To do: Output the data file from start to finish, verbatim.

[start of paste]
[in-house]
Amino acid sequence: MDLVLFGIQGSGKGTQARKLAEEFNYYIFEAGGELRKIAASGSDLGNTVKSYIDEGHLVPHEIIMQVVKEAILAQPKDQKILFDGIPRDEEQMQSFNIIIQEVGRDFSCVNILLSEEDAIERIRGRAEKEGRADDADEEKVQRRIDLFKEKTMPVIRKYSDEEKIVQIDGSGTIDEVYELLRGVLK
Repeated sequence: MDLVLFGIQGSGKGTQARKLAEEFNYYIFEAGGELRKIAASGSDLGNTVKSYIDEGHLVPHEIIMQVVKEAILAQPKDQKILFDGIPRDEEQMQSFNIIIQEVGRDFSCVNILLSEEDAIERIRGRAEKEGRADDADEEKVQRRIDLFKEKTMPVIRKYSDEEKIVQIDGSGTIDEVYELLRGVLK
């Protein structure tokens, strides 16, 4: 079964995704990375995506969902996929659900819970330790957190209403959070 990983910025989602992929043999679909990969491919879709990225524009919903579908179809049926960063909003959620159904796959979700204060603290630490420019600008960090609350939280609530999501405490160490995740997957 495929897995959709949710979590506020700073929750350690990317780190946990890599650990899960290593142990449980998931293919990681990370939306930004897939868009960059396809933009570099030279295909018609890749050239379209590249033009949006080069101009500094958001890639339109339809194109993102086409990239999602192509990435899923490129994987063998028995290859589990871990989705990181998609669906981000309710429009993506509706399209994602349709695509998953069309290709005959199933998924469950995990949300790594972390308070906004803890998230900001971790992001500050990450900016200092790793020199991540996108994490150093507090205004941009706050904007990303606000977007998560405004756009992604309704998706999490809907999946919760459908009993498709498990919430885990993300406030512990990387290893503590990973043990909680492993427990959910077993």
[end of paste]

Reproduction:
[in-house]
Amino acid sequence: MDLVLFGIQGSGKGTQARKLAEEFNYYIFEAGGELRKIAASGSDLGNTVKSYIDEGHLVPHEIIMQVVKEAILAQPKDQKILFDGIPRDEEQMQSFNIIIQEVGRDFSCVNILLSEEDAIERIRGRAEKEGRADDADEEKVQRRIDLFKEKTMPVIRKYSDEEKIVQIDGSGTIDEVYELLRGVLK
Repeated sequence: MDLVLFGIQGSGKGTQARKLAEEFNYYIFEAGGELRKIAASGSDLGNTVKSYIDEGHLVPHEIIMQVVKEAILAQPKDQKILFDGIPRDEEQMQSFNIIIQEVGRDFSCVNILLSEEDAIERIRGRAEKEGRADDADEEKVQRRIDLFKEKTMPVIRKYSDEEKIVQIDGSGTIDEVYELLRGVLK
């Protein structure tokens, strides 16, 4: 079964995704990375995506969902996929659900819970330790957190209403959070 990983910025989602992929043999679909990969491919879709990225524009919903579908179809049926960063909003959620159904796959979700204060603290630490420019600008960090609350939280609530999501405490160490995740997957 495929897995959709949710979590506020700073929750350690990317780190946990890599650990899960290593142990449980998931293919990681990370939306930004897939868009960059396809933009570099030279295909018609890749050239379209590249033009949006080069101009500094958001890639339109339809194109993102086409990239999602192509990435899923490129994987063998028995290859589990871990989705990181998609669906981000309710429009993506509706399209994602349709695509998953069309290709005959199933998924469950995990949300790594972390308070906004803890998230900001971790992001500050990450900016200092790793020199991540996108994490150093507090205004941009706050904007990303606000977007998560405004756009992604309704998706999490809907999946919760459908009993498709498990919430885990993300406030512990990387290893503590990973043990909680492993427990959910077993």